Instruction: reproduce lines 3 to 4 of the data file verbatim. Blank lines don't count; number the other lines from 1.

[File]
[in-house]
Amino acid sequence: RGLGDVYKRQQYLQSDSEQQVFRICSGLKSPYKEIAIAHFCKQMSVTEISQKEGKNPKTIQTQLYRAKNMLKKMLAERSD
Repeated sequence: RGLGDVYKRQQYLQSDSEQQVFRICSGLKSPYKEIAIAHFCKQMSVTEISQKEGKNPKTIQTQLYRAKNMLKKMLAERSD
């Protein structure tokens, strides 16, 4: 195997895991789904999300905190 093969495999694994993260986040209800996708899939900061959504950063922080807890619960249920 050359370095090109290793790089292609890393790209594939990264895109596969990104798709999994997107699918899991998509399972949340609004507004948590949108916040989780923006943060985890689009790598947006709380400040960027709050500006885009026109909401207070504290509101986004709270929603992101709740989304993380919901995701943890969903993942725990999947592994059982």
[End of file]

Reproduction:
Repeated sequence: RGLGDVYKRQQYLQSDSEQQVFRICSGLKSPYKEIAIAHFCKQMSVTEISQKEGKNPKTIQTQLYRAKNMLKKMLAERSD
């Protein structure tokens, strides 16, 4: 195997895991789904999300905190 093969495999694994993260986040209800996708899939900061959504950063922080807890619960249920 050359370095090109290793790089292609890393790209594939990264895109596969990104798709999994997107699918899991998509399972949340609004507004948590949108916040989780923006943060985890689009790598947006709380400040960027709050500006885009026109909401207070504290509101986004709270929603992101709740989304993380919901995701943890969903993942725990999947592994059982």